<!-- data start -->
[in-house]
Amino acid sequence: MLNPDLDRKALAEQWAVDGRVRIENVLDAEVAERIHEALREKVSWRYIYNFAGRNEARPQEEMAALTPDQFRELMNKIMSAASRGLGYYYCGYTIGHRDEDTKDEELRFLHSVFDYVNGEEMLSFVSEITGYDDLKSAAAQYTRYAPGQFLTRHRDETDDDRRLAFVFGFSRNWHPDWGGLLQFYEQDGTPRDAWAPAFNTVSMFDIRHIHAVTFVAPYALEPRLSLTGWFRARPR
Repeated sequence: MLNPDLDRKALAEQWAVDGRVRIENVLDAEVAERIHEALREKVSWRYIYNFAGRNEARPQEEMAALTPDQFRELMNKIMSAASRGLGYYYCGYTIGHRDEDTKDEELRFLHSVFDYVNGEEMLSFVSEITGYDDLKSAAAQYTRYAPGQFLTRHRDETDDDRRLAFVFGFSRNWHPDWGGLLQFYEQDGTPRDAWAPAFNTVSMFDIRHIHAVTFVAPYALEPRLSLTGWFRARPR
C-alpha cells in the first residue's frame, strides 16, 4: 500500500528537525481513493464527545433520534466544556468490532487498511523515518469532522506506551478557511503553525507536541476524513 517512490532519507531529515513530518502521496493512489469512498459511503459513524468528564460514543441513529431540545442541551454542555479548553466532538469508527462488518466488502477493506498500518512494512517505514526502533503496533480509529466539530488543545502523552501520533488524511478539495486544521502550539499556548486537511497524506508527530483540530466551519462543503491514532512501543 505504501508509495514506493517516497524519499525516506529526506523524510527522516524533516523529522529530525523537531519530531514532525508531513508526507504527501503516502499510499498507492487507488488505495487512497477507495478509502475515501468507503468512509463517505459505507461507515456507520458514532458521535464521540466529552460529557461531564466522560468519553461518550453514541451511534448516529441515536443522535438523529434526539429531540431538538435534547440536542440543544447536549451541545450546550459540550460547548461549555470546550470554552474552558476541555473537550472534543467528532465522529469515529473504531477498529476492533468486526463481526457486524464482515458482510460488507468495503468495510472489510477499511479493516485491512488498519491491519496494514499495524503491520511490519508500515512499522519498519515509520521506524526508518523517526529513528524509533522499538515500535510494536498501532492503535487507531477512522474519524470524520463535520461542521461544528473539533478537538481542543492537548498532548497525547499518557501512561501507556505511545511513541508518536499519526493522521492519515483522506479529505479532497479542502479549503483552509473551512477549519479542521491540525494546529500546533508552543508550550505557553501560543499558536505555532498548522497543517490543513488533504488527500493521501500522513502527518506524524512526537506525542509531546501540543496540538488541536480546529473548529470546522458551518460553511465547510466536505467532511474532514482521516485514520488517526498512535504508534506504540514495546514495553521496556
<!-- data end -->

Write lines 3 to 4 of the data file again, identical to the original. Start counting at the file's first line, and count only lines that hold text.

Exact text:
Repeated sequence: MLNPDLDRKALAEQWAVDGRVRIENVLDAEVAERIHEALREKVSWRYIYNFAGRNEARPQEEMAALTPDQFRELMNKIMSAASRGLGYYYCGYTIGHRDEDTKDEELRFLHSVFDYVNGEEMLSFVSEITGYDDLKSAAAQYTRYAPGQFLTRHRDETDDDRRLAFVFGFSRNWHPDWGGLLQFYEQDGTPRDAWAPAFNTVSMFDIRHIHAVTFVAPYALEPRLSLTGWFRARPR
C-alpha cells in the first residue's frame, strides 16, 4: 500500500528537525481513493464527545433520534466544556468490532487498511523515518469532522506506551478557511503553525507536541476524513 517512490532519507531529515513530518502521496493512489469512498459511503459513524468528564460514543441513529431540545442541551454542555479548553466532538469508527462488518466488502477493506498500518512494512517505514526502533503496533480509529466539530488543545502523552501520533488524511478539495486544521502550539499556548486537511497524506508527530483540530466551519462543503491514532512501543 505504501508509495514506493517516497524519499525516506529526506523524510527522516524533516523529522529530525523537531519530531514532525508531513508526507504527501503516502499510499498507492487507488488505495487512497477507495478509502475515501468507503468512509463517505459505507461507515456507520458514532458521535464521540466529552460529557461531564466522560468519553461518550453514541451511534448516529441515536443522535438523529434526539429531540431538538435534547440536542440543544447536549451541545450546550459540550460547548461549555470546550470554552474552558476541555473537550472534543467528532465522529469515529473504531477498529476492533468486526463481526457486524464482515458482510460488507468495503468495510472489510477499511479493516485491512488498519491491519496494514499495524503491520511490519508500515512499522519498519515509520521506524526508518523517526529513528524509533522499538515500535510494536498501532492503535487507531477512522474519524470524520463535520461542521461544528473539533478537538481542543492537548498532548497525547499518557501512561501507556505511545511513541508518536499519526493522521492519515483522506479529505479532497479542502479549503483552509473551512477549519479542521491540525494546529500546533508552543508550550505557553501560543499558536505555532498548522497543517490543513488533504488527500493521501500522513502527518506524524512526537506525542509531546501540543496540538488541536480546529473548529470546522458551518460553511465547510466536505467532511474532514482521516485514520488517526498512535504508534506504540514495546514495553521496556